Luther Vandross

Luther Vandross

Luther Vandross was an American R&B singer and songwriter who was well known for being a background vocalist for many famous artists as well as the lead singer for the group “Change”. He was born on April 20, 1951 in Manhattan, New York City to Mary Ida Vandross and Luther Vandross, Sr. He was raised in the public housing development projects on Manhattan’s Lower East Side. His father passed away when he was eight years old and the family moved to the Bronx when he was nine. He was musically inclined as a child and learned to play the piano by ear at the age of three. He was fond of attending the Apollo Theatre with his sister Patricia to see performances by famous artists such as Dionne Warwick and Aretha Franklin. Patricia herself was the lead singer for the band “The Crests”.

During high school, Vandross performed with a group called “Shades of Jade” as well as being a member of a theater workshop called “Listen My Brother”. He graduated from William Howard Taft High School in 1969, the same year he appeared in two episodes of the children’s show Sesame Street. He attended Western Michigan University for a year but then dropped out to pursue a career in music. In 1972, he appeared on an album by Roberta Flack and in 1973, he sang on Delores Hall’s album “Hall-Mark”. He wrote the song “Fascination” for David Bowie’s album “Young Americans” and also toured with him as a back-up vocalist. Throughout his career, he continued to sing back-up vocals for many other high profile artists such as Chaka Khan, Ben E. King, Bette Midler, Diana Ross, Carly Simon, Barbra Streisand and Donna Summer.

Vandross first achieved independent commercial success as the lead singer of the pop group “Change”. The band’s debut album “The Glow of Love” was released in 1980 and reached No. 29 on the US Billboard Album Chart and No. 10 on the US Billboard Black Albums chart. It included the hit singles “The Glow of Love” and “Searching” which helped to establish Vandross’s reputation as a renowned singer. In 1981, he left the group and released his own solo debut album with Epic Records. The album was titled “Never Too Much” and included the hit tracks “A House Is Not A Home” and “Never Too Much” which reached No. 1 on the R&B charts. He collaborated with his high school classmate Nat Adderley, Jr. on the album.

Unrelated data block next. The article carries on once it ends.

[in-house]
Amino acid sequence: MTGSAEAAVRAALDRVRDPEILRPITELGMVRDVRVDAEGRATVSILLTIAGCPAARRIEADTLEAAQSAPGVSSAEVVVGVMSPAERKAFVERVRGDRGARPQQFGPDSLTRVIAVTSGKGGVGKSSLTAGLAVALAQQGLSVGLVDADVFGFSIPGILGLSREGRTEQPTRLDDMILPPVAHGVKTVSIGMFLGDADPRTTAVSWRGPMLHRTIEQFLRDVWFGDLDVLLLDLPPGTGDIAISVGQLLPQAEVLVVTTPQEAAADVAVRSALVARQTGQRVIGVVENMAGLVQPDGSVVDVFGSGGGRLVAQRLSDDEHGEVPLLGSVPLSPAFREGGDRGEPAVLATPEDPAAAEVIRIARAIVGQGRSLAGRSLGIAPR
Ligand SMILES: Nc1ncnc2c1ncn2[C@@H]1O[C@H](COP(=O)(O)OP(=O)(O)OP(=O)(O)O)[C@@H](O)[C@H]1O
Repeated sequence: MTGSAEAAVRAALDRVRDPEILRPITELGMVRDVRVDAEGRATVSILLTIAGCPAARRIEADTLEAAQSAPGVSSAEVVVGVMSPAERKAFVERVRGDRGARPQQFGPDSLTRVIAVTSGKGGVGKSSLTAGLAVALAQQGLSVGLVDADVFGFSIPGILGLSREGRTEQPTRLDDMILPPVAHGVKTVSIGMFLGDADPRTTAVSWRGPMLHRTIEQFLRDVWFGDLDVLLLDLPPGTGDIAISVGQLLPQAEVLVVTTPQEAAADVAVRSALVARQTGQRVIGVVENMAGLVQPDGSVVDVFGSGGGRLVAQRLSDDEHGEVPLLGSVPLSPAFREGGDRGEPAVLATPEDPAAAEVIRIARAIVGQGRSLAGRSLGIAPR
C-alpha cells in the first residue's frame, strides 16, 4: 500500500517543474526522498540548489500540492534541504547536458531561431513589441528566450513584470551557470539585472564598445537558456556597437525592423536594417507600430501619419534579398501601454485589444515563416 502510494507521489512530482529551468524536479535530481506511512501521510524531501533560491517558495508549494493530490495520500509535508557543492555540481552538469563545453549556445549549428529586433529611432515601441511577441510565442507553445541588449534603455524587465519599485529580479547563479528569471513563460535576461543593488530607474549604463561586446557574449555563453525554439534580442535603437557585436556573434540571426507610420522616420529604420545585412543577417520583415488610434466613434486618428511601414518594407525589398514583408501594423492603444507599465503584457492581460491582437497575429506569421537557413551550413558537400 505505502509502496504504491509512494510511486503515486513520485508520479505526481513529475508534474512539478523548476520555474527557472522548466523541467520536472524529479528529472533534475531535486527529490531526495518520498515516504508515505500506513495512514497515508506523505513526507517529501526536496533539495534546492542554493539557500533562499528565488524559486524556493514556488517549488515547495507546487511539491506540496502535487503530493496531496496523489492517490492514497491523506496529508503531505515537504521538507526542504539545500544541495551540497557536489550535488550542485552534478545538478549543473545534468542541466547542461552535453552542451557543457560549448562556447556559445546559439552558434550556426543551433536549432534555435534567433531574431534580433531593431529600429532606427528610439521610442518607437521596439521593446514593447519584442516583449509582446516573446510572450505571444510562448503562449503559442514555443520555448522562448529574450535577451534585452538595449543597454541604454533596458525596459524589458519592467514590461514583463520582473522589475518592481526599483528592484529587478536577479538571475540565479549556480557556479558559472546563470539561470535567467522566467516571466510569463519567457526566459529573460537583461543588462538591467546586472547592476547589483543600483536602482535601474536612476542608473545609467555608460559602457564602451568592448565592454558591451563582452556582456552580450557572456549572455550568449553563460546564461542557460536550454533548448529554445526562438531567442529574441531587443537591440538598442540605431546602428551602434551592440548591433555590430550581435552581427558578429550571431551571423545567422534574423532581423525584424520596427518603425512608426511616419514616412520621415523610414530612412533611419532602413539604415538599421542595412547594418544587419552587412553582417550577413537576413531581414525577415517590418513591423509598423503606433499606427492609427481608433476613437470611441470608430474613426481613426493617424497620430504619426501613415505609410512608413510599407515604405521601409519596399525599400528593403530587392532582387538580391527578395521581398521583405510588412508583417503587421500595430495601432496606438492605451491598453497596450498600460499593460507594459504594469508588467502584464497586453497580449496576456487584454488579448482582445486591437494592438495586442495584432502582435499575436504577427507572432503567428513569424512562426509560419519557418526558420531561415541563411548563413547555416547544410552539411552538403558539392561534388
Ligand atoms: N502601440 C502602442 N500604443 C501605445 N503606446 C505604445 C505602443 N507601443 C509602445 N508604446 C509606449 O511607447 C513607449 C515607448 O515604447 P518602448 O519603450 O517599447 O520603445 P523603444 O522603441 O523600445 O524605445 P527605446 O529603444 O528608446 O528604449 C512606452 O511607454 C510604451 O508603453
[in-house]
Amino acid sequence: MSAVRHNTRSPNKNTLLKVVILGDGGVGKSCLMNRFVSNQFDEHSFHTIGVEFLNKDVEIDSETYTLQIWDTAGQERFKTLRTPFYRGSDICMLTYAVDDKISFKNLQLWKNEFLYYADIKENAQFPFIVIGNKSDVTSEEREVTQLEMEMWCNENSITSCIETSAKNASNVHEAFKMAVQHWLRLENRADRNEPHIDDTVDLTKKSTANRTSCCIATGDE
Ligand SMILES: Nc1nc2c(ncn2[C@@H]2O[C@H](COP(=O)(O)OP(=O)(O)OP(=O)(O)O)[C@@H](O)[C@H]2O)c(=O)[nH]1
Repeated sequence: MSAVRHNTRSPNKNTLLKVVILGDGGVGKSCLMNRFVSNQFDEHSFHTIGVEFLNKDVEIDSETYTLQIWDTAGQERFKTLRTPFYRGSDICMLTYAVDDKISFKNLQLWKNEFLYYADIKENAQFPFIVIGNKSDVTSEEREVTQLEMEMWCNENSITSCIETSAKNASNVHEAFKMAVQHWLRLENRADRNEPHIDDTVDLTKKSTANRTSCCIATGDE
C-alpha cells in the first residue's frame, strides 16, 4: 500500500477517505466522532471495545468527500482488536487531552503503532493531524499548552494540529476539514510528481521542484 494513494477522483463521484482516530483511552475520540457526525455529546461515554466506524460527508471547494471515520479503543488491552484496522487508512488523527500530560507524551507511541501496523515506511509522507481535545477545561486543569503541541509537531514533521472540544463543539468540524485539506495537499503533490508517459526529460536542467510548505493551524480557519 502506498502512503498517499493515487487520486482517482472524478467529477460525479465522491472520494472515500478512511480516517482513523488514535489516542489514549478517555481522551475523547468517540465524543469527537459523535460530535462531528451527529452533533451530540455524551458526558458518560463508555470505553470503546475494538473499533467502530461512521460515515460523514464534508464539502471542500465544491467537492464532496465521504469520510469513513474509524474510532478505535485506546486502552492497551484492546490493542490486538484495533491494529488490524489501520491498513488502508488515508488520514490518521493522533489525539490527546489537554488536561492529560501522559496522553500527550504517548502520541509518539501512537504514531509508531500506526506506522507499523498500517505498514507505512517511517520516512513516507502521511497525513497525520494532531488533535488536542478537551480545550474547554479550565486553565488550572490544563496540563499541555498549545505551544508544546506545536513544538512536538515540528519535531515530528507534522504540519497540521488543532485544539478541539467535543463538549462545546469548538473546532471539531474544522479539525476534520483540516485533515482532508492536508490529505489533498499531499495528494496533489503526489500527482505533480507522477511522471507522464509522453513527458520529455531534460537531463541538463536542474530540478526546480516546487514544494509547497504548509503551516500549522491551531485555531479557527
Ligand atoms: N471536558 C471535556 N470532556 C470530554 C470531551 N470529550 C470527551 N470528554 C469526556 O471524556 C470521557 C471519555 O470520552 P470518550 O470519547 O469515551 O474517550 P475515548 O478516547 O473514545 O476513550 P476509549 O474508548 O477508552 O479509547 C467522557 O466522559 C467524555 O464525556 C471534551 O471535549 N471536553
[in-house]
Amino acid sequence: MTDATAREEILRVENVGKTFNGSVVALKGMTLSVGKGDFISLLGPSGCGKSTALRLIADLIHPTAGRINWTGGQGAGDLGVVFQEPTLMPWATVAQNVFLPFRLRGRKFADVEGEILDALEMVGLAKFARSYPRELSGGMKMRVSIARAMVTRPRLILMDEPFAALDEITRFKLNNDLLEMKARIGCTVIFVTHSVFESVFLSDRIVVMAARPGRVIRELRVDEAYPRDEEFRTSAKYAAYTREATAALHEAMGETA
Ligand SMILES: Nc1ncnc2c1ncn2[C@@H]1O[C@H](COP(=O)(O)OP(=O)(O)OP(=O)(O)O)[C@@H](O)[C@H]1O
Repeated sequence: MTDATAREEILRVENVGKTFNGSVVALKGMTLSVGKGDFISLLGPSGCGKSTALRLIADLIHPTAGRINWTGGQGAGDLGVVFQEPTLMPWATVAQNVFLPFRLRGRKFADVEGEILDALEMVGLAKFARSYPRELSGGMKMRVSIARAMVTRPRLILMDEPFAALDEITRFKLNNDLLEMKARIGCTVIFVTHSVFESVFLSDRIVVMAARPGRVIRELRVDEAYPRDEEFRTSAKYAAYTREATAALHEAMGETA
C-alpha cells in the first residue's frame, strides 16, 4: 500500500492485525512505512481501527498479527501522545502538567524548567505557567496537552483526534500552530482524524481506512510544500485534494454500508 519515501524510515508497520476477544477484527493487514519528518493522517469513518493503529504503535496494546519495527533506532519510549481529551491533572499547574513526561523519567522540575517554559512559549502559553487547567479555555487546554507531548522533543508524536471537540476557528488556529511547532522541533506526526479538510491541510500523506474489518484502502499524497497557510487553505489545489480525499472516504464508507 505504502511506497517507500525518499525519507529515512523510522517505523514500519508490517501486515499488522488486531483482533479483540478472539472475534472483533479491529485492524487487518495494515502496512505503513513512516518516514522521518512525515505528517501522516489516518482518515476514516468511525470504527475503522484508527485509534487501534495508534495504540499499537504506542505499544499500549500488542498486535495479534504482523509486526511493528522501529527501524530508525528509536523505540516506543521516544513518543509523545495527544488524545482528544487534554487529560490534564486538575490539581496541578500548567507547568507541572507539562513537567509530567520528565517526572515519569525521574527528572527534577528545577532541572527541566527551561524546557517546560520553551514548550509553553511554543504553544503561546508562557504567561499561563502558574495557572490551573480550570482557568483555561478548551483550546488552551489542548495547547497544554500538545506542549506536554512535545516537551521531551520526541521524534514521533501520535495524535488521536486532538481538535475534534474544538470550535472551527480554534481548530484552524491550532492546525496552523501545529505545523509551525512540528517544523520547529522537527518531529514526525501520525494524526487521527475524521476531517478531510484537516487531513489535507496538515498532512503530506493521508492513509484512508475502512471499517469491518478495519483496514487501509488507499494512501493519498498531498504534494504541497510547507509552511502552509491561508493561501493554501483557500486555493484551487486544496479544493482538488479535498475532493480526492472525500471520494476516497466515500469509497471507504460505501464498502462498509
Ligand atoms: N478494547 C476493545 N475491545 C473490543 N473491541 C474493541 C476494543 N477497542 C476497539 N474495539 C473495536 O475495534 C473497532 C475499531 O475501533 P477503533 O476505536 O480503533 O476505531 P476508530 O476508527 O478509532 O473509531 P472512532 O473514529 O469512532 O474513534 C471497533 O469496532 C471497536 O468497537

Throughout the 1980s and 1990s he continued to churn out successful albums such as “Forever, for Always, for Love” in 1982, “The Night I Fell in Love” in 1985, “Power of Love” in 1991, “Never Let Me Go” in 1993, “Your Secret Love” in 1996 and “Luther Vandross” in 2001. Vandross sold over 25 million records worldwide and received 8 Grammy Awards including Best Male R&B Vocal Performance on four separate occasions. In 2004, he won 4 Grammys including the Grammy Award for “Song of the Year” for the song “Dance with My Father” which he recorded shortly before his death. The song was co-written with his friend, the singer Richard Marx.

Vandross suffered from diabetes and hypertension which was partly hereditary and partly aggravated by his lifestyle. He suffered a severe stroke in April 2003, as a result of which he was comatose for two months, while also battling meningitis and pneumonia. The illnesses left him confined to a wheelchair but he made two short public appearances, once at the 2004 Grammy Awards and lastly on The Oprah Winfrey Show. He died in July 2005 at the age of 54 due to a heart attack. A tribute album to him was released in September 2005, including performances by artists such as Stevie Wonder, Usher, Beyoncé, Donna Summer, Alicia Keys, Elton John, Celine Dion, John Legend, Jamie Foxx and Aretha Franklin. He has left his indelible mark on R&B and is still remembered for his amazing vocal range and soulful music.

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